Exposure to child-directed parental aggression in early life has been found to increase the risk of later psychopathological symptoms among children and adolescents. However, little is known about intermediate phenotypes and the developmental progression of symptoms, especially across the transition to grade school. Using prospectively collected longitudinal data from a large sample of children enrolled in the Family Life Project (n = 1,166, 49.7% female), the current study examined the mediating role of early dissociative symptoms in the relations between parental aggression and children’s psychopathological symptoms. Children’s exposure to parental aggression and their dissociative symptoms before school entry were assessed based on primary caregivers’ reports. Teacher ratings of children’s internalizing and externalizing symptoms were collected in pre-kindergarten as well as in the 1st, 3rd, and 5th grades. Results showed that dissociative symptoms before school entry partially mediated the association between parental aggression and persistent externalizing symptoms in school years. However, no significant associations were found between parental aggression or dissociative symptoms and internalizing symptoms. Findings suggest that dissociative symptoms manifested early in life serve as a mediating mechanism and indicator of risk for persistent impulsivity and behavioral problems. Thus, these symptoms could be an important target of preventive services provided to children with adverse experiences in their families.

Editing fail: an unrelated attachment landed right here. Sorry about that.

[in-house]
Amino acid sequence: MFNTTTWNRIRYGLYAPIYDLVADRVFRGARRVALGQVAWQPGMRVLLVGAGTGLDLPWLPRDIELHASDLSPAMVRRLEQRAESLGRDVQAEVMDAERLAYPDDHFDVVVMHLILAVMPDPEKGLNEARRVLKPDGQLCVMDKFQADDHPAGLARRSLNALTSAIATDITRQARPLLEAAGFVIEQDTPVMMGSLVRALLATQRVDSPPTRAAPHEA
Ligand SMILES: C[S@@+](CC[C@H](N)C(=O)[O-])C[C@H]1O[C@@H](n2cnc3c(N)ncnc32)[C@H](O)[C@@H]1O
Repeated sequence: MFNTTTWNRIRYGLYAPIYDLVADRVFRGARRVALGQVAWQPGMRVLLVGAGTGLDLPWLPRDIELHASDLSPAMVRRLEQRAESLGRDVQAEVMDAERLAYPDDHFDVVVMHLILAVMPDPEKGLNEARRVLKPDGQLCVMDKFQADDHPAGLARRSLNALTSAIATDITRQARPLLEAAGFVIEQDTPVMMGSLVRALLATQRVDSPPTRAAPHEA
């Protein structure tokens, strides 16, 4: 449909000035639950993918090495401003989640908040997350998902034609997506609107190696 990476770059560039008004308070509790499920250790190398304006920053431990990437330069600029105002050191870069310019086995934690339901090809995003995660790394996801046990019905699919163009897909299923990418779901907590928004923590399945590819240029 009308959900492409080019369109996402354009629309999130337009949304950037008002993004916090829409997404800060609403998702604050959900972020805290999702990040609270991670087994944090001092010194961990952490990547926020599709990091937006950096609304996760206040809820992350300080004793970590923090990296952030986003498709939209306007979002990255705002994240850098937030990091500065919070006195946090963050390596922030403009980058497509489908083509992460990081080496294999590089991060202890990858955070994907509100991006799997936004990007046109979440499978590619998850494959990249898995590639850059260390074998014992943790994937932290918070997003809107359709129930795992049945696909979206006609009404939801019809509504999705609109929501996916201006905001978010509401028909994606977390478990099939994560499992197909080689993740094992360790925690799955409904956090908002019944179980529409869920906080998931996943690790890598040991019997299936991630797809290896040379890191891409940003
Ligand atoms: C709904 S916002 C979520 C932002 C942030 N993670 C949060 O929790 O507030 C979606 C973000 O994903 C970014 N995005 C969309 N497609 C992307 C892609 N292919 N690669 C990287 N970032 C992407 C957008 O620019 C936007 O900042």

All Science Journal Classification (ASJC) codes
- Clinical Psychology
- Applied Psychology